May is Brain Tumor Awareness Month

Did you know there are over 600,000 people in the U.S. living with a primary brain tumor?

Per John Hopkins Medicine’s neurology website, about 5% of primary brain tumors are acoustic neuromas (sometimes called a vestibular schwannoma). This is what I have. An acoustic neuroma is a benign, slow-growing tumor on the nerve that connects the ear to the brain. Even though these type of tumors are usually benign, their growth can affect neurological function and eventually become life-threatening.

Acoustic neuroma symptoms vary depending on size of the tumor; but can include hearing loss, ringing in the ears, dizziness, or facial paralysis. Other symptoms may seem like you have other medical conditions because of pressure on the brain stem and cerebellum.

My tumor was found by accident because of ‘other’ medical conditions the doctors were trying to treat and determine the cause. I didn’t have the classic symptoms and glad that I pushed the issue because ‘something wasn’t right.’ My breast cancer doctor was the one who listened and suggested an MRI. Bingo! A tumor was found to be pushing on my brain stem and cerebellum, not the ear canal.

(picture courtesy of the Acoustic Neuroma Association)

There are three options to treat an acoustic neuroma:

(1) Watch and Wait approach. This route is used when the tumor is very small and there are no symptoms. Or the patient is elderly and life expectancy is not very long.

(2) Surgery – partial removal or total removal. This is the option used when the tumor is 3cm or larger. Partial surgical removal is relatively new and is used when trying to save your facial nerve for example. You’ll most likely lose 100% of your hearing with the affected ear nerve with either type of surgery.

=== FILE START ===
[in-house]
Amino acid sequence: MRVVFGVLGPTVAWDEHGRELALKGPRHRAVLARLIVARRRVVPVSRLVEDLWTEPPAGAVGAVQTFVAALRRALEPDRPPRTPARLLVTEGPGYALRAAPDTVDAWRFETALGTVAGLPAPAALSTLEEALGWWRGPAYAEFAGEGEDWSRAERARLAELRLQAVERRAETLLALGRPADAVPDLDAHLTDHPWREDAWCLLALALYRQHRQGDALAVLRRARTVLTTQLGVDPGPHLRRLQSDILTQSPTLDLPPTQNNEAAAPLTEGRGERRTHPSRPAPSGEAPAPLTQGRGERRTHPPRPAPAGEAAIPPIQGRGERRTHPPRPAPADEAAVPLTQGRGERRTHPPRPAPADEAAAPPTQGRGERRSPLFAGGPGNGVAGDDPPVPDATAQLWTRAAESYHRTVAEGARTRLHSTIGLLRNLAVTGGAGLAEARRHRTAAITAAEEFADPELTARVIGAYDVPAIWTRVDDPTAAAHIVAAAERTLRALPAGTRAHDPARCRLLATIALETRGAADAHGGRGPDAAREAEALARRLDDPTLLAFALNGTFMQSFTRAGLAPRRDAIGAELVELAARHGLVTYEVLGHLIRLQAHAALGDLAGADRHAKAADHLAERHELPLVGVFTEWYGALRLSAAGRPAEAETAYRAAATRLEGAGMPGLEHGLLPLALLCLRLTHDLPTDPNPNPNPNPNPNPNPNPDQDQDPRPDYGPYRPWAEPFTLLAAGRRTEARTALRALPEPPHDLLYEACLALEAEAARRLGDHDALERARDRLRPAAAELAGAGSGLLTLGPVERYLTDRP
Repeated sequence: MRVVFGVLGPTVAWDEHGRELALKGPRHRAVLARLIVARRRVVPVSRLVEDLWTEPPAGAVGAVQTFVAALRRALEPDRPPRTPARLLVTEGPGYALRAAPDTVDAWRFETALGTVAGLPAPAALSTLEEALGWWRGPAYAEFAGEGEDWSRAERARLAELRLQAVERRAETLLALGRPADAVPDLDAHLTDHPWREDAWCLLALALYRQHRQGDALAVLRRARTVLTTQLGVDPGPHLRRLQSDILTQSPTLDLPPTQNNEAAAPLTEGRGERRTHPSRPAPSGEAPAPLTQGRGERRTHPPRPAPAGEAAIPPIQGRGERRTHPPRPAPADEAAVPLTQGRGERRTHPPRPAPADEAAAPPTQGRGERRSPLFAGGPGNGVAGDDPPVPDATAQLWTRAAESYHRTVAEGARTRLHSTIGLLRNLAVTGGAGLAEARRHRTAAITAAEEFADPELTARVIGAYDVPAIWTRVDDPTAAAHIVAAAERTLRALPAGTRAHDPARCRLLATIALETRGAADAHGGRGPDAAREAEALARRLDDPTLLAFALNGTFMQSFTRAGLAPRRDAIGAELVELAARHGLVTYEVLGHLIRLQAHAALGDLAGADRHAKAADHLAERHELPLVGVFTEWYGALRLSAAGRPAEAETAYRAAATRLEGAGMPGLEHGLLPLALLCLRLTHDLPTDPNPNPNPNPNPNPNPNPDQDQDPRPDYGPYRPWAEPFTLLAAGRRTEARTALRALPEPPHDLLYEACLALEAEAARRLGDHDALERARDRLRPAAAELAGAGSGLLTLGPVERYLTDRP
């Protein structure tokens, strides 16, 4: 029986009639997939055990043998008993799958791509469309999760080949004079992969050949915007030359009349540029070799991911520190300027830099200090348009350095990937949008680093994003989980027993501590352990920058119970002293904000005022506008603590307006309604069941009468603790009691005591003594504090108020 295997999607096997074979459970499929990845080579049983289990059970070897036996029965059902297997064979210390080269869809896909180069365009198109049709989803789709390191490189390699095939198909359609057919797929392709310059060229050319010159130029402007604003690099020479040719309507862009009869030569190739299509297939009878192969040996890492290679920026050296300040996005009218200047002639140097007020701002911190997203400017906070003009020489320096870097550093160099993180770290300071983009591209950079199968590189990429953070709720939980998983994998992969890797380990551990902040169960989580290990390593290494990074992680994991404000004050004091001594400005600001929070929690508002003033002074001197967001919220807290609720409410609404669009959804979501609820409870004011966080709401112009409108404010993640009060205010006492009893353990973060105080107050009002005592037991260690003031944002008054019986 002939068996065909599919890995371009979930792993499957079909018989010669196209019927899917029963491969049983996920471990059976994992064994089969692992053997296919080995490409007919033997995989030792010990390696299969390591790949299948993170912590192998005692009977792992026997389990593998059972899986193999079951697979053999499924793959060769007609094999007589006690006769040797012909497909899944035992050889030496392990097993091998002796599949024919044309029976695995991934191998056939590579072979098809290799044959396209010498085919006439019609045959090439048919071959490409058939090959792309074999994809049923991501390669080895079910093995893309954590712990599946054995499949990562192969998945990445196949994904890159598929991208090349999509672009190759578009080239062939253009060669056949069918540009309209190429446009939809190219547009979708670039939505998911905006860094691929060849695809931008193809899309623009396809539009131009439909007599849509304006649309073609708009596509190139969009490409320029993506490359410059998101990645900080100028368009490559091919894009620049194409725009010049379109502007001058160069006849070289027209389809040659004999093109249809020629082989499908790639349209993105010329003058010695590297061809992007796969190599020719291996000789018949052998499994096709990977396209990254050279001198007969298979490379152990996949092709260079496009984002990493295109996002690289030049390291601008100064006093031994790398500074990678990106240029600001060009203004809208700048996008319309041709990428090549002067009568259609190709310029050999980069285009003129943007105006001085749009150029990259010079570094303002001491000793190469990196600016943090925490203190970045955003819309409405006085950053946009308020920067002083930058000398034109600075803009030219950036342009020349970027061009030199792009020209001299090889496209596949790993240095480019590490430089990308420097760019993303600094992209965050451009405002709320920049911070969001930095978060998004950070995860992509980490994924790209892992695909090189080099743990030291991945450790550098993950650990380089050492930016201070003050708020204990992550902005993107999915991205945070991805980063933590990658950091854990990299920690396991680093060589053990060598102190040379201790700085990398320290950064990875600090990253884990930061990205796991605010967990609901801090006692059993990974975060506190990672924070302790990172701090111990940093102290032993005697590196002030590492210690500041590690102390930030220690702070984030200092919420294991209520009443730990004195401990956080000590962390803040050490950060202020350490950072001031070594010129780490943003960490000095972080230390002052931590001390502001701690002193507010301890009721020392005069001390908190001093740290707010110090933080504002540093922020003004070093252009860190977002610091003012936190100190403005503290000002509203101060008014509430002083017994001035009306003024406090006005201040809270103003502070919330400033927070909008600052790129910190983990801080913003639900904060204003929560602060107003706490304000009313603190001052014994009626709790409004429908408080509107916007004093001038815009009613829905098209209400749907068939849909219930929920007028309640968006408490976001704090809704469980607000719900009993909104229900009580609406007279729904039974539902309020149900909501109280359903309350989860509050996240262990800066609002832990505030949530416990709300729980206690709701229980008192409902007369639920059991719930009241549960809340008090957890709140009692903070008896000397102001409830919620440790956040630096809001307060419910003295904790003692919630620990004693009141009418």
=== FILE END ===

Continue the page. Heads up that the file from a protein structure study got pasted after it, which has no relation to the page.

(3) Stereotactic Radiosurgery (SRS). The radiation option is ‘tumor control’ and most effective when the tumor is less than 3cm in diameter, and/or the patient is young and you want to preserve quality of life. The tumor isn’t removed but the growth will be stopped and in most cases, the tumor will shrink. The downside is that you will need to be monitored for the remainder of your life. Specific technology available is either the GammeKnife or Cyberknife. I chose the Cyberknife after consultations with several neurosurgeons. This technology wasn’t even readily available a decade ago by the way.

Per the Acoustic Neuroma Association, “typical published results following SRS for acoustic neuromas report 93% long-term tumor control, 50-70% chance of perserving useful hearing and <1% risk of any permanent facial weakness based on average 3 year follow-up."

I could be a poster child of what went right. My tumor shrunk 25% (from 2.2cm to 1.7cm). I have no additional hearing loss. There is no facial paralysis. And despite how scary this may all sound, I feel fantastic three years later and live quite an active life. That’s my story…I would love to hear about others to share.


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